by Steven Ertelt
April 11, 2006
New York, NY (LifeNews.com) — New York has become an abortion have for the United States. The city has more abortion businesses than many states combined, 40 percent of pregnancies end in abortion, and abortion advocates run a housing program for women traveling there for abortions. More than that, New York is training tomorrow’s abortion practitioners.
Abortion activists — even pro-abortion medical students — can write checks, attend a rally or vote for candidates who favor abortion. But it takes a certain kind of individual to want to move beyond the activism and seek the most despised job title in the nation, an abortion practitioner.
While pro-life groups try to attack Roe v. Wade in the courtroom, a shortage of abortion practitioners threatens Roe on a more practical level.
Medical Students for Choice, a national group for pro-abortion medical students, recognizes the problem. According to a Village Voice story, the group has expanded to about 10,000 members in the last few years.
While students in other parts of the country join the organization to support abortion, students in New York City are becoming a part of it because they want to do them.
Miriam Sheinbein, a coordinator of Albert Einstein College of Medicine’s chapter, describes herself as the typical pro-abortion medical student activist.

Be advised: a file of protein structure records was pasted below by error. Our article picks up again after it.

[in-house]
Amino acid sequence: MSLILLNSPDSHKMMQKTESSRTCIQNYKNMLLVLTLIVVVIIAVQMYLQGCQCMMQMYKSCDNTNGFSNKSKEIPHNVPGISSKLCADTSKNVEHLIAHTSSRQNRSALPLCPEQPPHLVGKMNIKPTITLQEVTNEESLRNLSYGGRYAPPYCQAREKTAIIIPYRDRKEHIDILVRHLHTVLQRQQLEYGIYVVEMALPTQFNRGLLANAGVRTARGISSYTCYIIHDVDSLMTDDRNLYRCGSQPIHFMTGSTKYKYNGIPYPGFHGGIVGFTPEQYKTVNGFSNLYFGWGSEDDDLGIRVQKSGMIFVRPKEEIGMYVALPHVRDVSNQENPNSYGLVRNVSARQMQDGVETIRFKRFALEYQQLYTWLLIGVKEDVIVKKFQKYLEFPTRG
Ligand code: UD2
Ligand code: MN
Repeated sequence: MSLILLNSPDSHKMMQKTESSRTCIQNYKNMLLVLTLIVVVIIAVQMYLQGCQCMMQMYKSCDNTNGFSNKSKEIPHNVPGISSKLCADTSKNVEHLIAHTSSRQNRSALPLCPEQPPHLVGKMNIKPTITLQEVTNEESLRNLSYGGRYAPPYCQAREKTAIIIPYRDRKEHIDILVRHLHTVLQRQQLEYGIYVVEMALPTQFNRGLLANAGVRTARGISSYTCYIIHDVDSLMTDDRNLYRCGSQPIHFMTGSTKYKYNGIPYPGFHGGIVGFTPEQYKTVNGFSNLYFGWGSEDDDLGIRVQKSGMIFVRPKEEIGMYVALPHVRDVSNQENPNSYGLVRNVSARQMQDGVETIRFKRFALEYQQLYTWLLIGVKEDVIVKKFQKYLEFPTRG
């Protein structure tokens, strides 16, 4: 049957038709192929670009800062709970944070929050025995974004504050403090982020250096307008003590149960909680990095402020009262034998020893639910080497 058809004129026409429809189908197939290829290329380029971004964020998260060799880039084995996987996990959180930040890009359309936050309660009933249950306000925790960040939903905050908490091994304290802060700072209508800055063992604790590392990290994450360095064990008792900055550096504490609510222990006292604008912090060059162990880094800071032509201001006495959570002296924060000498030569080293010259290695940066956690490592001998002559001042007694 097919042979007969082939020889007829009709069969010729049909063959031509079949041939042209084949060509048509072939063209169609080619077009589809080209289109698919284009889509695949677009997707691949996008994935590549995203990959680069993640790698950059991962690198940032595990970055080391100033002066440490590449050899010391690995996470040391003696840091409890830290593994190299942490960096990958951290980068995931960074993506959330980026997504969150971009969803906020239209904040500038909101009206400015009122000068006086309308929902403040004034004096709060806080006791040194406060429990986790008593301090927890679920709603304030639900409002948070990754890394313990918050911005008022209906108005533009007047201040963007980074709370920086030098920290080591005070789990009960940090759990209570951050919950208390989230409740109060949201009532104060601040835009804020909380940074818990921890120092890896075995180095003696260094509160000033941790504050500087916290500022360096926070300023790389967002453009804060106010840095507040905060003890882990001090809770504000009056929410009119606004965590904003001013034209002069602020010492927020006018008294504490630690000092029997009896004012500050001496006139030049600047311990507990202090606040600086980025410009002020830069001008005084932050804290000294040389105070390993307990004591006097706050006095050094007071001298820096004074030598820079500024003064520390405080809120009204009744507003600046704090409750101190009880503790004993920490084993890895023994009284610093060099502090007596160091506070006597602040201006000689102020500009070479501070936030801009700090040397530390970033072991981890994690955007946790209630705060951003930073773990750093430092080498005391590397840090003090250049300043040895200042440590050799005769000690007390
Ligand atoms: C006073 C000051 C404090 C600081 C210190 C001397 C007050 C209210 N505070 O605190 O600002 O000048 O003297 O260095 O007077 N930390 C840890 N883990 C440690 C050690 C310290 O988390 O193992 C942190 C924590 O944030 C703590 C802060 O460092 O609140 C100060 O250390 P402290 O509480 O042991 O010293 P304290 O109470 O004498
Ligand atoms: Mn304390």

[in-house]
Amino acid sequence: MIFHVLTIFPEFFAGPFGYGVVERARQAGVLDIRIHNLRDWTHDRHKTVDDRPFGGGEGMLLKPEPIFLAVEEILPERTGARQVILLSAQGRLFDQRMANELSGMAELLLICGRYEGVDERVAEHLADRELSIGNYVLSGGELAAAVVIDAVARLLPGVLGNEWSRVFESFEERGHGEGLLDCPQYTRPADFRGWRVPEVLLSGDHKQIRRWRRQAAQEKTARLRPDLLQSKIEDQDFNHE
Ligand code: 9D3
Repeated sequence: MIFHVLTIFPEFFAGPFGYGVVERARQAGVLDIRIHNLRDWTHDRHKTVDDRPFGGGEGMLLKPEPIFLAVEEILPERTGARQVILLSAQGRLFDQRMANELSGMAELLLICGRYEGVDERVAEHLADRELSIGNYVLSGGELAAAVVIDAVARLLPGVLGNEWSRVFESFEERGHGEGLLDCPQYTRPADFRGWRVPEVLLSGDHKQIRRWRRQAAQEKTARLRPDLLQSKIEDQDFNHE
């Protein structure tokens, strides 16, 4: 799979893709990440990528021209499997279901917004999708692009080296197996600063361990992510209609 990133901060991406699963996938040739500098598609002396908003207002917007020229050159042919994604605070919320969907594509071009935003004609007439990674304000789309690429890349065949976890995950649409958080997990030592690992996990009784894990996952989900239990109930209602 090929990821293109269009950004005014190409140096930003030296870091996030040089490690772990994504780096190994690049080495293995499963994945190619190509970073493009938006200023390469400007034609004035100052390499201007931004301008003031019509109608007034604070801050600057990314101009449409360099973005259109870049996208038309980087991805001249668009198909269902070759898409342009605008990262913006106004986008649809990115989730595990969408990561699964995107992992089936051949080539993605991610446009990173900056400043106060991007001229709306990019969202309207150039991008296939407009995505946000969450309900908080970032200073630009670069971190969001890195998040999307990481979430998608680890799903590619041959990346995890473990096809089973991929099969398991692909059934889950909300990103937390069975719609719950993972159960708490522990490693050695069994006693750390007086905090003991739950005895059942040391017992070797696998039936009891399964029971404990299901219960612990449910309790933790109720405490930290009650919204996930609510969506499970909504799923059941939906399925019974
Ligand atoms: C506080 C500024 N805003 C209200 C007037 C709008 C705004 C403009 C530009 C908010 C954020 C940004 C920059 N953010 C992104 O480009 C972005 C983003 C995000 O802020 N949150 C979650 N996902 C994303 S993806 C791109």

I’ve worked at Planned Parenthood," she told the Village Voice. "I’m a predictable MSFC coordinator."
Sheinbein tells the newsmagazine that one of her best friends "is so not an activist, but she really feels like she needs to provide abortions. She would never have gotten involved if abortion weren’t threatened."
It’s no surprise that New York is becoming a mecca for the nation’s future abortion practitioners. The city is home to several medical schools and some of the nation’s most highly regarded — Cornell, Columbia, NYU, and others.
As a liberal city in a liberal state, New Yorkers elected abortion advocate Michael Bloomberg as their mayor and one of his first acts in office was to restore a city rule requiring medical students to learn abortions in residency programs. Few opt out, perhaps due to fears of being ostracized, but mostly because the pro-abortion medical students want to learn how to do abortions.
Dr. Christopher Estes, a fellow in family planning at Columbia, has become an expert in the art of selling abortions to prospective doctors.
He says the approach is less about making students feel they need to learn about how to perform abortions but more about convincing them that abortion is, or should be, an accepted part of a woman’s health care.
"Whether you’re a family medicine doctor, a pediatrician, or an orthopedic surgeon, you may encounter this one day," he told the Village Voice about what he says. "One in three American women has an abortion in her life. Do the math."
As Sheinbein told the newsmagazine, "There’s a move away from being an ‘abortionist.’ You should be able to go to one place for all your health care needs."
Learning how to perform abortions doesn’t happen in a moral vacuum. Dozens of abortion practitioners have stopped over the years after the toll becomes too big to handle.
Estes told the Village Voice that even pro-abortion residents often refer to those learning how to perform abortions as "baby killers." He says the comments are "tongue-in-cheek" but they foreshadow the kinds of comments the public will make about them someday.